Becker, a 29-year-old Frenchman, was a gold medalist in ballet freestyle skiing, a demonstration sport at the 1992 Winter Games. Now his life is a circus. Becker is a talent scout for the Montreal-based Cirque du Soleil, a hip, hyperathletic blend of circus arts and street entertainment that debuted in 1984 and has grown to comprise seven distinct shows that can be seen in North America, the Far East, Europe and Australia. Sixteen former Olympians from 10 countries are among Cirque's 500 performers.
Becker returned from the Sydney Games with 20 hours of videotape of diving, gymnastics, trampoline and synchronized swimming. By then P.J. Bogart and Tracy Bonner, divers recruited by Becker after they missed Olympic berths at the U.S. trials in June, were in Montreal training to join "0" Cirque's Las Vegas water show that premiered in 1998. The opening act begins with several sets of feet sticking out of the water, including those of Suzannah Bianco, Becky Dyroen-Lancer and Jill Smith, all of whom won gold medals on the U.S. synchro team at the '96 Summer Games.
Smith had never heard of Cirque when, in 1997, her sister, Jennifer, dragged her to see the company's show Myst�re in San Francisco. Within months Jill had coaxed her husband, Jason, to move to Las Vegas so she could join the show. "When you're into it, you can feel everything inside," she says. "I want to hang on to that as long as I can."
Says Sylvie Fr�chette, a Canadian synchro swimmer who won a gold medal in 1992 and now choreographs for "O", "Even when you are finished with competing, it doesn't mean you are finished creating."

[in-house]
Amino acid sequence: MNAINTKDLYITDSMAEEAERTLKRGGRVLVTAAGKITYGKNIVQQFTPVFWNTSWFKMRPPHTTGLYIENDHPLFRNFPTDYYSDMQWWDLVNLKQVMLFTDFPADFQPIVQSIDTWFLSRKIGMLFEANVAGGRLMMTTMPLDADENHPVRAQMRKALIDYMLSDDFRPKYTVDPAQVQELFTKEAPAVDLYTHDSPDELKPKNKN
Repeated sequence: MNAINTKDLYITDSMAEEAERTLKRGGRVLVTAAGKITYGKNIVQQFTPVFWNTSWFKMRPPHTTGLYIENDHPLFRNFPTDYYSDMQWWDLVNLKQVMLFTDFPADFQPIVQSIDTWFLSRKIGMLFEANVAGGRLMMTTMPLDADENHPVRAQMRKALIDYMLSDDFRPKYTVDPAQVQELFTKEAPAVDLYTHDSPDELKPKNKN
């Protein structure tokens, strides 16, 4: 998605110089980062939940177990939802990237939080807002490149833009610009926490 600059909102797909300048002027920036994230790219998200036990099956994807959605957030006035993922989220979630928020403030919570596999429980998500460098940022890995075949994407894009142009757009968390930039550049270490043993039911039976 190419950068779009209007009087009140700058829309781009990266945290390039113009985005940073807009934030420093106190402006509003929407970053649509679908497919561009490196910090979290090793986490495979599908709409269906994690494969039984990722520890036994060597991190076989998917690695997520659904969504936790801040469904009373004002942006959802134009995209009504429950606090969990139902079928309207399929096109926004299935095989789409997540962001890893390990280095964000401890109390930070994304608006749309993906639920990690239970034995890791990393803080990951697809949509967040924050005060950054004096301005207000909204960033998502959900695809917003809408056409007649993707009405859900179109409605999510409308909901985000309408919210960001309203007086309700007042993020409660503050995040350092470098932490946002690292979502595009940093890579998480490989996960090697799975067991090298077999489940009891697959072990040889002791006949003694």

Paralympics Test Positive
Last Friday, on the third day of the 2000 Paralympics, IOC president Juan Antonio Samaranch held a press conference in Sydney's Olympic Stadium with Robert Steadward, the Canadian who heads the International Paralympic Committee, to announce a "memorandum of understanding" that made Stead-ward a full IOC member and paved the way for a unified governing body for the Olympics and the Paralympics. Alas, the most newsworthy link between the two Games that emerged from the first week of the Paralympics was word that six powerlifters tested positive for performance-enhancing drugs. Four of the athletes received four-year suspensions after hearings last Saturday. The other two faced hearings on Sunday....
A happier example of performance-enhancing: Lornah Kiplagat of Kenya, women's runner-up in Sunday's Chicago Marathon, has put up $200,000 and secured a contribution from her sponsor, Saucony, to establish a training camp for Kenyan women runners. Kiplagat intends for the camp, based in Iten, Kenya, to help more than two dozen women not only with their running but also with job skills and self-sufficiency. "If they don't succeed at running," says Kiplagat, "they'll still learn something."
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